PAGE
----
Throughout our course, the term green spaces always sounds like a yeoman appeal for nostalgia and simpler times. However, just like the communal gardens in Russia and other parts of Eastern Europe, it’s a private green space complete with a high stone walls and security cameras. My thoughts immediately turned to the sheet metal car protectors and thick steel doors from last week’s readings. People at last have private property and ‘nice’ things, but across society people turned inwards to protect what they have. One can look at this two ways, as a negative since the public cannot enjoy green spaces and share in community experiences, or as a positive since families’ hard work was rewarded with “a nice big yard so the kids can play…it’s a better place, really, for the family.”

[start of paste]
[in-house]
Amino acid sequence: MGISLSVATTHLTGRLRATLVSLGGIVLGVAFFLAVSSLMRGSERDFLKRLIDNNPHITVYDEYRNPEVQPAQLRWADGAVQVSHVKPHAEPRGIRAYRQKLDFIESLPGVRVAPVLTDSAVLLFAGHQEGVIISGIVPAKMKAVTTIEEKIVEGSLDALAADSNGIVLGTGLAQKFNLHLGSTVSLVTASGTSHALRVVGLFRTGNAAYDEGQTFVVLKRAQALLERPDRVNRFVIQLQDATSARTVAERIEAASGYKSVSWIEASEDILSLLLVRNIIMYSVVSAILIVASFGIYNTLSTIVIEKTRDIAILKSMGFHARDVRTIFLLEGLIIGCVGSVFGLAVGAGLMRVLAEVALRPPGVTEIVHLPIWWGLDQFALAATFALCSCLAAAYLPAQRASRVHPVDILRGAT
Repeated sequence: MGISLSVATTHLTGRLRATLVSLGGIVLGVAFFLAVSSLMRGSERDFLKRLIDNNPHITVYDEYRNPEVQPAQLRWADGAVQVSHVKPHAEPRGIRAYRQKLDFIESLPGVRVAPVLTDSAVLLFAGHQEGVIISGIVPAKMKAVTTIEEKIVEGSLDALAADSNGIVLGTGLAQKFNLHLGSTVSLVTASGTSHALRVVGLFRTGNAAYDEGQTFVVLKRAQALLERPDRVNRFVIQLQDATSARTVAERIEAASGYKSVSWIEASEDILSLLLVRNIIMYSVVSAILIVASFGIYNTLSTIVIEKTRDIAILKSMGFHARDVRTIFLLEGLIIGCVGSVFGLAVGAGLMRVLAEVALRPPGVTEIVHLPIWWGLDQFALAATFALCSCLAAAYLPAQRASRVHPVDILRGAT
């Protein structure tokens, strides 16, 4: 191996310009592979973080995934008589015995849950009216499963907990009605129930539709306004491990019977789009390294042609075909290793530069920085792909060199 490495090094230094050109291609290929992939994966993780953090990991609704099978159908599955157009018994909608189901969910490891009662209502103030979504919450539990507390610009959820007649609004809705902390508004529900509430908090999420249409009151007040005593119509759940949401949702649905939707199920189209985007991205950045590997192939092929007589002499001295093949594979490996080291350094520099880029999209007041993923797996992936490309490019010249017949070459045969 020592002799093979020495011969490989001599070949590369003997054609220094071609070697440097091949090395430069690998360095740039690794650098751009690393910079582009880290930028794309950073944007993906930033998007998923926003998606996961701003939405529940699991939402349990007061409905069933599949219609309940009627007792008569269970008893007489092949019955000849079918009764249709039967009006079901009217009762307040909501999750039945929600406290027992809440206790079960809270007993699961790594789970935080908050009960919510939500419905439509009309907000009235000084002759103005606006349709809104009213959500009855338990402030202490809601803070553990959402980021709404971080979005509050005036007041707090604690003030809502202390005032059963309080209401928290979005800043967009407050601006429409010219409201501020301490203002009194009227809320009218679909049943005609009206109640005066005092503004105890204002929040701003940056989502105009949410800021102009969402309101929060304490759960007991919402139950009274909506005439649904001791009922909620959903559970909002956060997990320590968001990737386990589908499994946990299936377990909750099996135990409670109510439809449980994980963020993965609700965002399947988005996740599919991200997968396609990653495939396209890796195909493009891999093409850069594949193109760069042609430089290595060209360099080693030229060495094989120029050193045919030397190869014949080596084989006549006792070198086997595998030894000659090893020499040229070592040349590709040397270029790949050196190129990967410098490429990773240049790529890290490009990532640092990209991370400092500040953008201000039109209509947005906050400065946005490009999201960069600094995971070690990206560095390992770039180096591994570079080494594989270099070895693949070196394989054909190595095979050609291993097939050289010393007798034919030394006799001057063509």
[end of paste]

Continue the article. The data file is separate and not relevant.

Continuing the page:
Yards, moats, gates, anything you want-just build it!

            Speaking of the family, I would lastly like to touch on the effect that these suburban neighborhoods had on the family and specifically on the role of women in society. It did not cross my mind before this reading, but in post socialist society women lost out on many state programs that assisted raising children such as daycare services. With the new neighborhoods far from the city center and not many two car families, women were increasingly isolated professionally and socially. Much like other aspects covered in this reading, the feelings were not universal as some women enjoyed more free time for themselves and more attention for the family. Regardless of how one assesses the suburbs and gender roles, one can observe a step backwards in terms of gender equality under the banner of increased wealth and prosperity for the family and Bulgarian society.


Photo one


photo two’Eye+Properties+from+Above’


Photo three

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khrushchevka, planning vs reality